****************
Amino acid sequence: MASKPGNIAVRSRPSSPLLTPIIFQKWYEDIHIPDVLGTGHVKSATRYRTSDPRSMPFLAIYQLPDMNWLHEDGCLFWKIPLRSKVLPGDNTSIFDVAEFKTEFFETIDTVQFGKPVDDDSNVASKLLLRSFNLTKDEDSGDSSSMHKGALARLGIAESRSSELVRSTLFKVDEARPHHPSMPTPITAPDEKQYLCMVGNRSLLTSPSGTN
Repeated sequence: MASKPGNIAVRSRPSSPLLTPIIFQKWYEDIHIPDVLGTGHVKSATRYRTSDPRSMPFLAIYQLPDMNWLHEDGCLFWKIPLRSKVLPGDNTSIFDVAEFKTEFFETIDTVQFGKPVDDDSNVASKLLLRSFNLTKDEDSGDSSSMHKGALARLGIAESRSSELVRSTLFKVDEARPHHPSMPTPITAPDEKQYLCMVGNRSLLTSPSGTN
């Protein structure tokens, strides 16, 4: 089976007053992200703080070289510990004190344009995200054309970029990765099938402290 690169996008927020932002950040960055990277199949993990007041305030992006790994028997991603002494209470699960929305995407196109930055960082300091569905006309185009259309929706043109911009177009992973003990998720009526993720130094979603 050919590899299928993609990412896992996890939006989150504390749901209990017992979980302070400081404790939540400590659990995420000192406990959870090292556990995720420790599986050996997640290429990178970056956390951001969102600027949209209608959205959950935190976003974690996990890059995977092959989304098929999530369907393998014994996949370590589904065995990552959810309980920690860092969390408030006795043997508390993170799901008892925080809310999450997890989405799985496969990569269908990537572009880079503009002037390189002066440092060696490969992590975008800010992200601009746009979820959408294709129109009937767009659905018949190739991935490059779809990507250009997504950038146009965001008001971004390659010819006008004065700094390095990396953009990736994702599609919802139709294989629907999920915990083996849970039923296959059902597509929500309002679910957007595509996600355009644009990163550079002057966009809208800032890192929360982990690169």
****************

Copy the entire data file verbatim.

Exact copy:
Amino acid sequence: MASKPGNIAVRSRPSSPLLTPIIFQKWYEDIHIPDVLGTGHVKSATRYRTSDPRSMPFLAIYQLPDMNWLHEDGCLFWKIPLRSKVLPGDNTSIFDVAEFKTEFFETIDTVQFGKPVDDDSNVASKLLLRSFNLTKDEDSGDSSSMHKGALARLGIAESRSSELVRSTLFKVDEARPHHPSMPTPITAPDEKQYLCMVGNRSLLTSPSGTN
Repeated sequence: MASKPGNIAVRSRPSSPLLTPIIFQKWYEDIHIPDVLGTGHVKSATRYRTSDPRSMPFLAIYQLPDMNWLHEDGCLFWKIPLRSKVLPGDNTSIFDVAEFKTEFFETIDTVQFGKPVDDDSNVASKLLLRSFNLTKDEDSGDSSSMHKGALARLGIAESRSSELVRSTLFKVDEARPHHPSMPTPITAPDEKQYLCMVGNRSLLTSPSGTN
């Protein structure tokens, strides 16, 4: 089976007053992200703080070289510990004190344009995200054309970029990765099938402290 690169996008927020932002950040960055990277199949993990007041305030992006790994028997991603002494209470699960929305995407196109930055960082300091569905006309185009259309929706043109911009177009992973003990998720009526993720130094979603 050919590899299928993609990412896992996890939006989150504390749901209990017992979980302070400081404790939540400590659990995420000192406990959870090292556990995720420790599986050996997640290429990178970056956390951001969102600027949209209608959205959950935190976003974690996990890059995977092959989304098929999530369907393998014994996949370590589904065995990552959810309980920690860092969390408030006795043997508390993170799901008892925080809310999450997890989405799985496969990569269908990537572009880079503009002037390189002066440092060696490969992590975008800010992200601009746009979820959408294709129109009937767009659905018949190739991935490059779809990507250009997504950038146009965001008001971004390659010819006008004065700094390095990396953009990736994702599609919802139709294989629907999920915990083996849970039923296959059902597509929500309002679910957007595509996600355009644009990163550079002057966009809208800032890192929360982990690169």